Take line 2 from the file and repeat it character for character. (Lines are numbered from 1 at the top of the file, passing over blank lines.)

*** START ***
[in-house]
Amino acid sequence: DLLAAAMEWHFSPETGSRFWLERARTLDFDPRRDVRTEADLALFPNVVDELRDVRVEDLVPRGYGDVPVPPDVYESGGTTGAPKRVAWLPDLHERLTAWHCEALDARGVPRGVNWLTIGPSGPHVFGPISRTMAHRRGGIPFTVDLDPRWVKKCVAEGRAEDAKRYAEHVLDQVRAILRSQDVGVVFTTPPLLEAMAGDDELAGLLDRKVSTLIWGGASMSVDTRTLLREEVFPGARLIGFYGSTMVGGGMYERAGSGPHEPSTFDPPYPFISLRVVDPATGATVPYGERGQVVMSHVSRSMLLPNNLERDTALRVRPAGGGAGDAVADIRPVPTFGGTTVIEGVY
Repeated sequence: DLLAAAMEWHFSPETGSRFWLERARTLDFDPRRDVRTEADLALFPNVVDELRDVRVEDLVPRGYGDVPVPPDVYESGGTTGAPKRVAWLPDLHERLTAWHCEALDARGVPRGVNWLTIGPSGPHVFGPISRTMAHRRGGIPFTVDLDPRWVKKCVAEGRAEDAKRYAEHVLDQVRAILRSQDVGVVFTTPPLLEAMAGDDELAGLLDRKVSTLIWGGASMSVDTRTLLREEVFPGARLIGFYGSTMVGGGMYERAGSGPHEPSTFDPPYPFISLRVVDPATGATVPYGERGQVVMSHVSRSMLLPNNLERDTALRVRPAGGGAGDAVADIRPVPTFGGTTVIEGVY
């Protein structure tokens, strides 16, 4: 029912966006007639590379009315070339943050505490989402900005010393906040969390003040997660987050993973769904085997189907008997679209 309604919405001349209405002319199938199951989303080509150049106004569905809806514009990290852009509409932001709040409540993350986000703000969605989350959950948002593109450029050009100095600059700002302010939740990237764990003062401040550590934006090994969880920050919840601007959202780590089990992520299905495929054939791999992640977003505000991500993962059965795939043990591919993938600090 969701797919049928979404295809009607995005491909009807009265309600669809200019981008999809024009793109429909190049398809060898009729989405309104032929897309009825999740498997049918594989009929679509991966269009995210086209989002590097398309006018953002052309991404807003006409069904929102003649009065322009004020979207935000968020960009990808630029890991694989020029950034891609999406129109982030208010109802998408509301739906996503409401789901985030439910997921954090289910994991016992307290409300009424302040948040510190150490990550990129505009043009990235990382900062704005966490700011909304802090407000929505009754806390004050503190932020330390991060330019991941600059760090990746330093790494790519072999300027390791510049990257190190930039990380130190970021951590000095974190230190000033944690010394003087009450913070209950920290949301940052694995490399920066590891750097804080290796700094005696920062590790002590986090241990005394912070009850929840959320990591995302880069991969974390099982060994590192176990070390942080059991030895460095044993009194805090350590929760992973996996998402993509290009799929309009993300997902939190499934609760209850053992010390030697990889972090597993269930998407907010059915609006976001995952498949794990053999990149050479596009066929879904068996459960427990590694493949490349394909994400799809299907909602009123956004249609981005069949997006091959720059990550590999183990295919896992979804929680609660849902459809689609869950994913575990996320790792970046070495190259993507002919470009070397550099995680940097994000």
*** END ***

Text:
Amino acid sequence: DLLAAAMEWHFSPETGSRFWLERARTLDFDPRRDVRTEADLALFPNVVDELRDVRVEDLVPRGYGDVPVPPDVYESGGTTGAPKRVAWLPDLHERLTAWHCEALDARGVPRGVNWLTIGPSGPHVFGPISRTMAHRRGGIPFTVDLDPRWVKKCVAEGRAEDAKRYAEHVLDQVRAILRSQDVGVVFTTPPLLEAMAGDDELAGLLDRKVSTLIWGGASMSVDTRTLLREEVFPGARLIGFYGSTMVGGGMYERAGSGPHEPSTFDPPYPFISLRVVDPATGATVPYGERGQVVMSHVSRSMLLPNNLERDTALRVRPAGGGAGDAVADIRPVPTFGGTTVIEGVY